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This week’s front page editor


Francesc Badia i Dalmases is Editor and Director of democraciaAbierta.

Constitutional conventions: best practice

Voices from all sides discuss the Iraq war and an aftermath of war which brought tragedy to two of our columnists in the Baghdad bombing of the UN. You miught like to visit Arthur Helton and Gil Loescher's humanitarian monitor Iraq: the human cost, Paul Rogers's definitive Global Security column, and Wendell Steavenson's writings on Afghanistan and Iran.

No monopoly on David Kelly’s death: Miles Goslett responds to David Aaronovitch’s criticism

The author of An Inconvenient Death asks why Aaronovitch has spent so much time on a book he believes worthless – and argues that Aaronovitch’s own writing on the subject does not stand up well to scrutiny.

Mosul: the looming battle has begun

The Mosul operation marks the return of US forces to Iraq after their 2011 withdrawal. What would a long term stability in Mosul need?

The Iraqi crisis: rethinking the narrative

An approach to Iraq focused on military intervention, with some humanitarian assistance, has defied the complexity of the domestic and regional kaleidoscope. No wonder it is failing.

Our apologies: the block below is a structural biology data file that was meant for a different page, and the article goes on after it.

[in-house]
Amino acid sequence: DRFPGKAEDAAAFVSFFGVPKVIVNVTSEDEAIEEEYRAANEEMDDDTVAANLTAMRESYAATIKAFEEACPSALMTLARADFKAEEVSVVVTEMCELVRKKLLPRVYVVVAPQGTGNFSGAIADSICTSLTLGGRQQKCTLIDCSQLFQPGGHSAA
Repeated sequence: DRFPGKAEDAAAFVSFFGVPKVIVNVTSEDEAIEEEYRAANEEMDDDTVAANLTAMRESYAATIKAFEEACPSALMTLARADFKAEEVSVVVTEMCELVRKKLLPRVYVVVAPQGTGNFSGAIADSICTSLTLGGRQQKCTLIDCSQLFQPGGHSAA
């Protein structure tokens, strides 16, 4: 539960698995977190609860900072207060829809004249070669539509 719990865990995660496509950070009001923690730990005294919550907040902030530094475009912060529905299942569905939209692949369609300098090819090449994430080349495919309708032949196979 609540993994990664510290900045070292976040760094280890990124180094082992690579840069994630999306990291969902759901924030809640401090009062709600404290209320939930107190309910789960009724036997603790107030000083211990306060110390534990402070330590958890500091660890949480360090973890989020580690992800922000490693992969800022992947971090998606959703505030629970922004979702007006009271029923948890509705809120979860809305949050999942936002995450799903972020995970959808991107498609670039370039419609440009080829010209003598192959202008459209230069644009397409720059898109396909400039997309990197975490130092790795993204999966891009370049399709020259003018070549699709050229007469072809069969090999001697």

Eyes wide shut: Commons Defence Committee and UK security policy

It appears self-evident to a key Westminster committee that global insecurity requires a significant upgrade in UK military capability. Self-evident—and wrong.

Iraq: the assault on minorities

Islamic State is certainly a threat—but not mainly to the West, as the horrific experiences of members of minorities in Iraq testifiy.

Obama's human-rights lacuna in struggle against ‘extremism’

The US president went on the front foot against fundamentalist violence in the Middle East at a summit in Washington. But he was hobbled by his failure to place human rights in the region front and centre.

The two big holes in the strategy against IS

The US-led campaign against Islamic State isn’t working. It won’t unless it addresses Shia sectarianism in Iraq and Assad’s atrocities in Syria.

Why the fight against Islamic State is not the success we're told it is

Is John Kerry right to be so gung-ho about military successes against Islamic State? Not reallyas the fundamental political challenges in Iraq and Syria remain unaddressed.

ISIS: the spreading cancer

Sometimes states exaggerate the threat posed by violence from non-state forces. With ISIS in Iraq and Syria, however, the opposite is true: its onward march threatens the region and the international community.

The individualisation of radical Islam in Britain

Presenting “British values” as the antidote to Islamic fundamentalism misunderstands the process of radicalisation and what should be done to stem it.